Given the potential health risks of taking medication, regulations concerning advertising claims about drugs can be considerably more stringent than in other industries. When drug makers run afoul of those requirements, the penalties can be gigantic. New York Attorney General Erich Schneiderman’s office announced on Aug 6 that alongside 40 other states, NY has reached a settlement with Wyeth Pharmaceutical over alleged deceptive advertising practices related to one its flagship products.

In the deal, Wyeth, a subsidiary of Pfizer, has agreed to pay $35 million to settle allegations of improper marketing and promotion of the immunosuppressive drug Rapamune. Depending on the number of consumers impacted, states can expect to collect different totals; New York will recover $1.7 million. The settlement comes following a 2012 decision that left Wyeth on the hook for $491 million to settle civil and criminal liabilities over similar issues.


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“There has to be one set of rules for everyone, no matter how rich or powerful, and that includes big pharmaceutical companies that make unapproved and unsubstantiated claims about products in order to boost profits,” said Schneiderman in a statement announcing the settlement. “Patients and consumers need to have confidence in the truthfulness of claims made to them by medical providers without having to worry about drug companies manipulating the doctor-patient relationship. Their health and well-being depend on it.”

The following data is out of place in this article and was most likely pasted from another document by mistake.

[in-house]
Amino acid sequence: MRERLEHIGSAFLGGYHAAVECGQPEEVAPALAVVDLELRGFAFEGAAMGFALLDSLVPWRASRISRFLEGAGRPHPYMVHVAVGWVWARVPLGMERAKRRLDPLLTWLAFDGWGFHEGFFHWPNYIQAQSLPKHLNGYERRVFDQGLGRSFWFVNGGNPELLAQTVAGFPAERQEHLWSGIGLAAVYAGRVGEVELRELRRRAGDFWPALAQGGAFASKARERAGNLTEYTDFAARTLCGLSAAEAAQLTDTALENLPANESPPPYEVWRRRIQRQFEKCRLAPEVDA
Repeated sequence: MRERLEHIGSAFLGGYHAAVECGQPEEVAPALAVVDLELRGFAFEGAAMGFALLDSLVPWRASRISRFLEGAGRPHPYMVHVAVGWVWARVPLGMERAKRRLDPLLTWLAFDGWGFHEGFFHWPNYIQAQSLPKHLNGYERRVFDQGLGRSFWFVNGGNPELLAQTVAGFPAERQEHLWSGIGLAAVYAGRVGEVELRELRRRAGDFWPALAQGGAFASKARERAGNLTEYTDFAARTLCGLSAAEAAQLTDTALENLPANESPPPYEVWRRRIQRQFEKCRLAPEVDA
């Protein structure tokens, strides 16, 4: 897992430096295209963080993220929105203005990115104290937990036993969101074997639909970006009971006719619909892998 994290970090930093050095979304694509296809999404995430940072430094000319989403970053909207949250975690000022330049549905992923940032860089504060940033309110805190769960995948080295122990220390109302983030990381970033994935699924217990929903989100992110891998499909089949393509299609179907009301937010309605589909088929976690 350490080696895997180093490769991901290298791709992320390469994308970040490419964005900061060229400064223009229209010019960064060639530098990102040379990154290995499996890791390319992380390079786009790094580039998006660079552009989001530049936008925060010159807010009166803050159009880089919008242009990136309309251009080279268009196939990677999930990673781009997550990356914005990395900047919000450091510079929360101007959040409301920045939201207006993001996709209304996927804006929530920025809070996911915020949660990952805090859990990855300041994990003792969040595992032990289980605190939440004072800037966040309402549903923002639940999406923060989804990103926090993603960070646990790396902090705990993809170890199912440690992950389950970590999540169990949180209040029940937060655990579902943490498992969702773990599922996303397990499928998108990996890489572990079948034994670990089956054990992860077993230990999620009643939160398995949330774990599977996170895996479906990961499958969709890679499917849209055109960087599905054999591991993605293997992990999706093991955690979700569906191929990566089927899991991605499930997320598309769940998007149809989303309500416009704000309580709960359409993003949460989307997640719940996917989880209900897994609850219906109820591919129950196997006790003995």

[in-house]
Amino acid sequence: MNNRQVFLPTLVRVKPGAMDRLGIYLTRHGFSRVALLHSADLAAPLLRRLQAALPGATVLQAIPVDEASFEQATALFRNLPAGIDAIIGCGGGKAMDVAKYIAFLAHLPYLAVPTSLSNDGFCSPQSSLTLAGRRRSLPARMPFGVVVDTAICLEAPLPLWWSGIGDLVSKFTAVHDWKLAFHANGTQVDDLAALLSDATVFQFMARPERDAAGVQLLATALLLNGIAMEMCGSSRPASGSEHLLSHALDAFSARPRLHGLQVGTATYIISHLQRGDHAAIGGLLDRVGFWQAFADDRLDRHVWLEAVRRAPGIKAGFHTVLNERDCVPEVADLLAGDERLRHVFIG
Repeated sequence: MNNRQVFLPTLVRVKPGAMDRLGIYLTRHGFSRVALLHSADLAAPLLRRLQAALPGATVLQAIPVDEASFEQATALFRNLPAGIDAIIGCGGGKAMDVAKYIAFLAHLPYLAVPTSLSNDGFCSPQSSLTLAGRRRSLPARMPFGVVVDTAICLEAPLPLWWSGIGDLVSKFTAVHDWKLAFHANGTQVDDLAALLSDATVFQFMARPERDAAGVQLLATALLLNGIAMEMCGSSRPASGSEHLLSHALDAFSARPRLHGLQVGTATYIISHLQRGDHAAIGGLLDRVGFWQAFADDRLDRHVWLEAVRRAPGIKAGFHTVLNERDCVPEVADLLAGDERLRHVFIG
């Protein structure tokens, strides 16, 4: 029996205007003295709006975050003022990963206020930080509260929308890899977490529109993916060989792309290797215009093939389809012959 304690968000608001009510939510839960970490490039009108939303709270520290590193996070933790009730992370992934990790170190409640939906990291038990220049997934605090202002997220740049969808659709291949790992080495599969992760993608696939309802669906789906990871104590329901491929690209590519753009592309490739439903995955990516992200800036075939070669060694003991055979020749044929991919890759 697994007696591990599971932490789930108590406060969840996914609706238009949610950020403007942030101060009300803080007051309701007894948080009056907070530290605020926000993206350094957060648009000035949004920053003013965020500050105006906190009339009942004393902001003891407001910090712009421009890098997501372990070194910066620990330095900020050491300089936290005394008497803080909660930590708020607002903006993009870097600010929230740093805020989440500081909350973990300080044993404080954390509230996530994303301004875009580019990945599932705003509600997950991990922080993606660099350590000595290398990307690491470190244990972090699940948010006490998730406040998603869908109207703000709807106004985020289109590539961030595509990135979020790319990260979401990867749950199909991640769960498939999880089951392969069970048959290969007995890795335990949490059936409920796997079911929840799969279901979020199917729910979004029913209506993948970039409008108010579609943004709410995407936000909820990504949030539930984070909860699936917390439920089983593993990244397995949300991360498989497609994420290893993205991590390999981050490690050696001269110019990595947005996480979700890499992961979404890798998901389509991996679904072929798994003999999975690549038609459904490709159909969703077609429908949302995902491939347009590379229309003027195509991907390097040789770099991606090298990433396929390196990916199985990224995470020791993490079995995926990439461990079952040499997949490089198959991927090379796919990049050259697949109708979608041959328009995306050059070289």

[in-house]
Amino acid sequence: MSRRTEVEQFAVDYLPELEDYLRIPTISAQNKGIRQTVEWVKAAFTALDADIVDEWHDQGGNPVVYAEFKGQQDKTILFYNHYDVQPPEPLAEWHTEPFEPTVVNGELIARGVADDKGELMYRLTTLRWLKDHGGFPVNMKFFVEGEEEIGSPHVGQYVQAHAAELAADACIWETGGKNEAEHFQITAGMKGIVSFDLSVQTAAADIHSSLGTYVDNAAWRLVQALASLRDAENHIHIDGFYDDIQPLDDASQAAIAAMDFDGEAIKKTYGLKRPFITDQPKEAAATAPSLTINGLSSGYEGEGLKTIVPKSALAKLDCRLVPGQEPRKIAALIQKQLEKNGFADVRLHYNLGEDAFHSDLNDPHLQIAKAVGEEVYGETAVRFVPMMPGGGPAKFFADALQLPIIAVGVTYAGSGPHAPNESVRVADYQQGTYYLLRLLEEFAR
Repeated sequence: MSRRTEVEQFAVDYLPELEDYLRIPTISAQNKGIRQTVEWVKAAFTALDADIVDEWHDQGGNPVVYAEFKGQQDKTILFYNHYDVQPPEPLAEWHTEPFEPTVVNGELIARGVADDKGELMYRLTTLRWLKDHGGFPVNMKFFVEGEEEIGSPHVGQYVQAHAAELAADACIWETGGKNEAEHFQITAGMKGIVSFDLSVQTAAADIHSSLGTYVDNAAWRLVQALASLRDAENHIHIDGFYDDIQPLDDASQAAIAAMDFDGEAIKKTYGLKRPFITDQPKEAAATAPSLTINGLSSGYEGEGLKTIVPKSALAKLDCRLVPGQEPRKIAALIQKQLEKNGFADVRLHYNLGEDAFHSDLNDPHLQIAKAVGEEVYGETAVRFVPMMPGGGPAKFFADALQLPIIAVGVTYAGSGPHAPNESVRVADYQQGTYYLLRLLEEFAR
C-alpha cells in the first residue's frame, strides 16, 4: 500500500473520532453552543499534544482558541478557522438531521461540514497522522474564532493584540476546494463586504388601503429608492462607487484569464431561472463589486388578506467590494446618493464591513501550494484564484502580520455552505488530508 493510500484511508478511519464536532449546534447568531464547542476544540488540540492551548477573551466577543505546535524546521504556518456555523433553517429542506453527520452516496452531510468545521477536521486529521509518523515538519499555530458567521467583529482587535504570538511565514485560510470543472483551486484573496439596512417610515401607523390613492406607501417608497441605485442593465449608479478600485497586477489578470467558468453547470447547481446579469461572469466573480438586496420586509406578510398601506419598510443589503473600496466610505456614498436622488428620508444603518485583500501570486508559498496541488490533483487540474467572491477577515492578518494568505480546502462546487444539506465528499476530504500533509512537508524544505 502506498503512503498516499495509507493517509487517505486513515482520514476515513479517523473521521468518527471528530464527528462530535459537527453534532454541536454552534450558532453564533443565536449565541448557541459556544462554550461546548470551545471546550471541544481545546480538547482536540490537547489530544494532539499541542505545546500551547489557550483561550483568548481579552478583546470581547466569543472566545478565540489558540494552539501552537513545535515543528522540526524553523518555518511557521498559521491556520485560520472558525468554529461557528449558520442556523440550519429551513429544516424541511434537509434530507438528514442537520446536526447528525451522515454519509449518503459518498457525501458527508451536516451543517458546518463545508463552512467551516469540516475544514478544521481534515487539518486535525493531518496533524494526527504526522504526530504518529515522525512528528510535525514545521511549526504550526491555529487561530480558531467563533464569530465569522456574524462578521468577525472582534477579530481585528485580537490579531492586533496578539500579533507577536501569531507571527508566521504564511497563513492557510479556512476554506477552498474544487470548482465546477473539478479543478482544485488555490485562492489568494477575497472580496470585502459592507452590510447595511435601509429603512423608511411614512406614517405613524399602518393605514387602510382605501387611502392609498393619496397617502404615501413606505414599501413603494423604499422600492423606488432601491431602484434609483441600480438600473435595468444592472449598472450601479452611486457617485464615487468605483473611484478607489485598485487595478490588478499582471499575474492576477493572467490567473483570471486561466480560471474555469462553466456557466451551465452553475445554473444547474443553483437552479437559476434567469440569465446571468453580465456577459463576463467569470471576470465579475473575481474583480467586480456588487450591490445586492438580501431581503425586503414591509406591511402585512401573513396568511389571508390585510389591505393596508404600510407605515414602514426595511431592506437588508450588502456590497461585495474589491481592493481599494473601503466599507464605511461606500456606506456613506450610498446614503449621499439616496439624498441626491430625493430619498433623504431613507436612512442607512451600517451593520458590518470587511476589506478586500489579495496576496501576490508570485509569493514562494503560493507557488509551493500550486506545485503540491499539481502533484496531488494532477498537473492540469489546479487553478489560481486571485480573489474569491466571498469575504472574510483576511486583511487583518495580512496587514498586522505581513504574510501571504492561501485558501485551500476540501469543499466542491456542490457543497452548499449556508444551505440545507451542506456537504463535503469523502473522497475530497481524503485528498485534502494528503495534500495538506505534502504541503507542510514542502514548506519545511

Wyeth allegedly marketed Rapamune to aid in the treatment of heart, lung and kidney transplants, when it had only received Food and Drug Administration (FDA) clearance for uses associated with kidney transplants. The company was also charged with employing doctors to promote the use of the drug by releasing misleading studies and encouraging use of the drug not supported by its FDA approval. The Department of Justice is still investigating the marketing practices of Wyeth prior to its 2009 Pfizer back out.

For its part in the settlement, Pfizer has agreed to a number of terms, including ceasing promotion of its FDA-approved drugs for unlabeled uses, and seeking to influence the use and prescription of Rapamune.